The public outcry over the government's new pat-downs gained momentum Wednesday, as a California district attorney vowed to prosecute any complaints of inappropriate touching by airport security screeners and a U.S. congressman called for screeners to receive improved training.
The developments came as the head of the Transportation Security Administration, John Pistole, acknowledged that the new pat-downs are more invasive than what travelers were used to in the past.
The "enhanced" pat-downs of airline passengers who opt out of using the high-tech body scanners require screeners to touch travellers' breasts or genitals.
Airline passenger John Tyner drew national attention after recording on his cell phone an encounter with a TSA screener in which Tyner warned he would have the male screener arrested if he touched "my junk." Tyler was thrown out of San Diego International Airport and faces a $10,000 fine if he is sued by the TSA.
Steve Wagstaffe, the incoming district attorney in San Mateo County, told FoxNews.com that he would charge screeners with sexual battery for complaints of inappropriate touching with sexual or lewd intent.
But if the complaint is simply that a TSA screener went too far with a pat-down, "That's not a crime," Wagstaffe said.
"It becomes a crime when someone does that touching, reaches under the blouse and fondles breasts," he said. "That's a crime under California law."
If convicted of a misdemeanor, TSA screeners would face up to one year in the county jail; for a felony, which would involve skin-on-skin contact, they would face up to three years in state prison.
Wagstaffe said he has not received a complaint yet and he believes all the attention on airport screening will cause TSA to be more careful.
After appearing on a Fox News show, Pistole declined to comment to FoxNews.com about Wagstaffe's comments.
Rep. Bennie Thompson, D-Miss., chairman of the House Homeland Security Committee, is calling for improved training procedures after a government report found some flaws with the oversight of TSA's training program.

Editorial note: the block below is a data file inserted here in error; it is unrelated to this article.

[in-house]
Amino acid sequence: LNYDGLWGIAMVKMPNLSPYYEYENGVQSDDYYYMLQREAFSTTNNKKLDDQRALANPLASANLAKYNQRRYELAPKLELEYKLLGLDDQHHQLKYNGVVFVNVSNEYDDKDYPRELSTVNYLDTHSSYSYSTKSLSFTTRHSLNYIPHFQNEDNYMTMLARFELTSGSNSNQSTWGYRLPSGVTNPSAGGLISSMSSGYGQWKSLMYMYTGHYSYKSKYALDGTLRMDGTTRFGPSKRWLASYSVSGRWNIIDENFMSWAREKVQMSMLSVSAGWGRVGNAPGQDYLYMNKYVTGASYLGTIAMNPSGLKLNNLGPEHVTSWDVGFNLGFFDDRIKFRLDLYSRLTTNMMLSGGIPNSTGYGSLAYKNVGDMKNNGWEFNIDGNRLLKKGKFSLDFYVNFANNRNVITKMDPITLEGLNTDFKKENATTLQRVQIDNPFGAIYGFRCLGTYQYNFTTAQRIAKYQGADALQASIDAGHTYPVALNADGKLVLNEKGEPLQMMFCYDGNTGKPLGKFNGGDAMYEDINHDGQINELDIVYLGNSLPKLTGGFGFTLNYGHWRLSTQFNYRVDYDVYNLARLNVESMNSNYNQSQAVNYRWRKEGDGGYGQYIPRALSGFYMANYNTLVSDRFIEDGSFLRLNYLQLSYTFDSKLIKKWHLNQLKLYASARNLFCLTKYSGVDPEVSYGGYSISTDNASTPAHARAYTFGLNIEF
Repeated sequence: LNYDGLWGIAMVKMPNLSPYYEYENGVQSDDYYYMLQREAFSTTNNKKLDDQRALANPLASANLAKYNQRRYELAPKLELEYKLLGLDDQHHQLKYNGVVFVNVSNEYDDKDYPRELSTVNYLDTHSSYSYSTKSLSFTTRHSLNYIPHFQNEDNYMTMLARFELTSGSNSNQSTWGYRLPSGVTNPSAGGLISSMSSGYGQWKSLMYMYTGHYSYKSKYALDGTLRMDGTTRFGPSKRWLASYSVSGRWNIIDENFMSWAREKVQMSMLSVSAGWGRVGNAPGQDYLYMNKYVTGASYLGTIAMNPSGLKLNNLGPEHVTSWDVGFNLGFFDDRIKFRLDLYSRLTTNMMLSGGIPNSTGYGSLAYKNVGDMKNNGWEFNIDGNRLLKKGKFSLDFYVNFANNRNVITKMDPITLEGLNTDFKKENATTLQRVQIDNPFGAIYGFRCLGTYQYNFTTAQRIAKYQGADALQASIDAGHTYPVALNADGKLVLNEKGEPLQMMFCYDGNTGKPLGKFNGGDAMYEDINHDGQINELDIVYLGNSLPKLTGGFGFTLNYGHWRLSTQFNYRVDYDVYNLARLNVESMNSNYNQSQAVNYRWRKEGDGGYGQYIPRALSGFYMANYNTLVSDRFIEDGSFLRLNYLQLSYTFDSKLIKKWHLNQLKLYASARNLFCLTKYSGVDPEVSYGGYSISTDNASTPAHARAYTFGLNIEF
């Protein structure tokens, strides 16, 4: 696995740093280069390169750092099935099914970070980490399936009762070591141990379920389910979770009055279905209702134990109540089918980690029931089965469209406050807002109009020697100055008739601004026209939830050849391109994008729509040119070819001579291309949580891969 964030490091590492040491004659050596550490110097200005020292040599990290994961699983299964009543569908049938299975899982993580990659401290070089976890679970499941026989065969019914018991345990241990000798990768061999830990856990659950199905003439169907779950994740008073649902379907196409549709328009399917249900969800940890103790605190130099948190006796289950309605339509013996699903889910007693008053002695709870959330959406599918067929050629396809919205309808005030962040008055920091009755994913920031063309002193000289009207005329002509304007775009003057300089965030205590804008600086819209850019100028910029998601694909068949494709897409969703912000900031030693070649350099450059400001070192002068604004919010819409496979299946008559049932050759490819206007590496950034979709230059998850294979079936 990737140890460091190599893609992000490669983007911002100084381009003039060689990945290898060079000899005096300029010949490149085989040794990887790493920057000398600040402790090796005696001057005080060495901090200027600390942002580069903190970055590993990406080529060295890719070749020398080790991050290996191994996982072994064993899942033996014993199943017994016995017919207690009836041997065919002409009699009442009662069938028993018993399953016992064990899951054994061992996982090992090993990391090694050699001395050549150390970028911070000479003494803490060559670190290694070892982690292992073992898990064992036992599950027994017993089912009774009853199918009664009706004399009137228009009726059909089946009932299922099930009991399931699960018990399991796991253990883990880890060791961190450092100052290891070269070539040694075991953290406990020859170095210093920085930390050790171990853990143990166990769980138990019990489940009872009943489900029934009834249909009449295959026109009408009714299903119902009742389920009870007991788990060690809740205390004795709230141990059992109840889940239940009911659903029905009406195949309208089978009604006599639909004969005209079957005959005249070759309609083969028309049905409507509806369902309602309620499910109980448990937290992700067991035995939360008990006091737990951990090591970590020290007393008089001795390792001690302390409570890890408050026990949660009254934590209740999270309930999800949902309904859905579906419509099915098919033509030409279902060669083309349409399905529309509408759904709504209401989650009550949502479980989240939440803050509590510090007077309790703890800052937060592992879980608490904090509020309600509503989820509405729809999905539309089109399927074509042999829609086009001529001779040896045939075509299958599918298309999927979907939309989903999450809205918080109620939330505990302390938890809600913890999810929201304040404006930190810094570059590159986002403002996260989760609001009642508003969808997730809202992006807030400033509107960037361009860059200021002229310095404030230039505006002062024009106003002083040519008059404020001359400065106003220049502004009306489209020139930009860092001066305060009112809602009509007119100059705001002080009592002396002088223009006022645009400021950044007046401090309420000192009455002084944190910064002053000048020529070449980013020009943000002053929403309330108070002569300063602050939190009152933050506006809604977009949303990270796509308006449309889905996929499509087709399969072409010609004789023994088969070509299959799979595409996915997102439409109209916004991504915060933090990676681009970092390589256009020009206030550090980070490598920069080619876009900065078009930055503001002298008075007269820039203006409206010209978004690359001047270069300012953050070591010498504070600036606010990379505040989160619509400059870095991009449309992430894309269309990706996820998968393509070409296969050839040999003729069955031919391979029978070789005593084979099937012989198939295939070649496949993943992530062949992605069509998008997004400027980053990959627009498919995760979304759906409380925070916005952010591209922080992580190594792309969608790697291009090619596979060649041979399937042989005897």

"In light of recent aviation security events and the new pat down process for screening passengers, training is more important than ever in both securing the aviation system and maintaining suitable privacy and customer service standards," he said in a written statement. "Training is the critical lynchpin in an effective aviation security program. Without suitable training, technology and established screening processes are ineffective."
The Office of Inspector General in the Department of Homeland Security released a report that showed TSA did not establish a lead office to organize and coordinate the training program until 2006, and that office didn't actively start overseeing the program until 2009.
"Without a documented process for updating training based on screener performance data and changes in technology or equipment, the Transportation Security Administration may be missing opportunities to enhance its officers' skills and abilities," the report read.
In testimony to a Senate committee about TSA policies and procedures, Pistole said he has received the new pat-down, as has his boss, Homeland Security Secretary Janet Napolitano.
Pistole said he understands the privacy concerns but added that the government must provide the best possible security for air travelers.